I had the chance to meet Glen Weyl a few weeks ago, and I promised him that at some point, if no one had penned a critique of Radical Markets that I deem good enough, I would write one.
But this post is not about that. Here I will just compile the discussion so far. I’ll skip the praise and cut straight to critical reviews, in no particular order. The book was published in April this year, so there should have been enough time for people to engage with the book. In my opinion, the weakest part of the book is the chapter on data labor, followed by the proposals on immigration. The strongest bits, conversely, is the COST (Harberger tax) and quadratic voting chapters.
First we have Arnold Kling, who writes in Unloading on Posner and Weyl who found issue with the data labour chapter, and voices a concern about them [Posner and Weyl] “wanting to back their experimental notions with state power instead of skin-in-the-game”.
David R. Henderson, writing in Regulation finds the COST proposal the least compelling, and questions that the US economy has been stagnating for most citizens, citing issues with a study used in the book to back that claim. On the COST, and the idea that property is monopoly, he takes issue with the premise, arguing that such a statement is an exaggeration. On the proposal itself, abolishing regular private property and having conditional property, he says the tax rate they propose would be in some cases 100% of the income from that asset (I guess this is not right, because the tax would depend on the turnover ratio, as argued in the book.
So a stock would pay very little tax because they are traded often EDIT 12/12/18: Higher turnover would mean higher tax, but Weyl says stocks would be excluded because they are claims on property, and that is already taxed.). He also notices that the authors go as far as endorsing a regime of near-slavery with a tax on human capital, whereby people could be forced to work if someone pays above their reservation price, and finds their defence of this idea -admittedly, this is not a core idea, but it sounds like a logical entailment of the philosophy of the book- weak. There is much more in this one. Elsewherehe says they got their history of antitrust wrong.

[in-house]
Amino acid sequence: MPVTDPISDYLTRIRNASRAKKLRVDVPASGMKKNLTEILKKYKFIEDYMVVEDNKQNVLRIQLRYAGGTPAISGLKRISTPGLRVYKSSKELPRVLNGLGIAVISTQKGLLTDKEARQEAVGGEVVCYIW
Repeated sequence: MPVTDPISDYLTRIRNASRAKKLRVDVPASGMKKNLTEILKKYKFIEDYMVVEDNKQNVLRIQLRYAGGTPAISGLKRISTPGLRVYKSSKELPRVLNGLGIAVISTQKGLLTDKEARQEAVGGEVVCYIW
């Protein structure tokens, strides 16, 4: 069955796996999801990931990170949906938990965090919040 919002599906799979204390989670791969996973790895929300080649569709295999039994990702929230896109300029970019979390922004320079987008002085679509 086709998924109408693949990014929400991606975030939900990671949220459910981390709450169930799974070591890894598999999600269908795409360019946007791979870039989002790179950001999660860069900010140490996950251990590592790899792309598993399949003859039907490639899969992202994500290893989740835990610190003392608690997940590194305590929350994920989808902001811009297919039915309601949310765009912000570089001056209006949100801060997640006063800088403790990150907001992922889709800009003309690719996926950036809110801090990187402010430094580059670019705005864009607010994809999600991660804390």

Robin Hanson finds, like me, that COST and QV are the strongest bits, and has some minor implementation worries regarding these two proposals, but nothing too major. Here he debates Weyl on redistribution and rhetorics. Weyl has clearly the upper hand in that exchange.
Chris Dillow is almost convinced about the COST, but says that it may be cognitively too demanding to be assessing prices of our own posessions all the time. On QV, he says it doesn’t address the fundamental issues he (Dillow) sees with democracy right now.
David Gordon has a critique up at Mises.org, one novel point compared to other critiques is that he criticises using efficiency as a yardstick to measure the effectiveness of policies and institutions, and points to the underlying philosophical view that animates the book: what the book calls ‘optimal Buddhism’, or abandoning our preference for owning stuff.
Matthew Klein says the COST would lead to a few ultra-rich owning and renting everything to the rest.
Am I missing anyone?
To me, it seems that engagement has been low so far on the critical side, given the importance of the book. It is one of those books that should have made angry those who are prone to get angry when they read ideas they strongly oppose, yet there is mostly silence. This may be because the book has not reached Piketty-level fame. Perhaps next year, as it get included in the 2018 lists of books to read, it will get more attention. Other possibility is simply that critics have nothing to say: They can’t put together a well thought argument against the ideas in the book.
So it looks like one of those examples that would fit one of the missions of this blog: to probe and dissect important and underdiscussed ideas. As time goes by, the odds that I will write about it will be increasing, so next year, unless someone gets there before me, I’ll be writing a post about the book. I also want to wait because a key part of what I would like to say hinges on an idea Weyl has been toying with recently (on personal identity) that has not written about at length yet, and so I want to allow more time for that to get more concrete.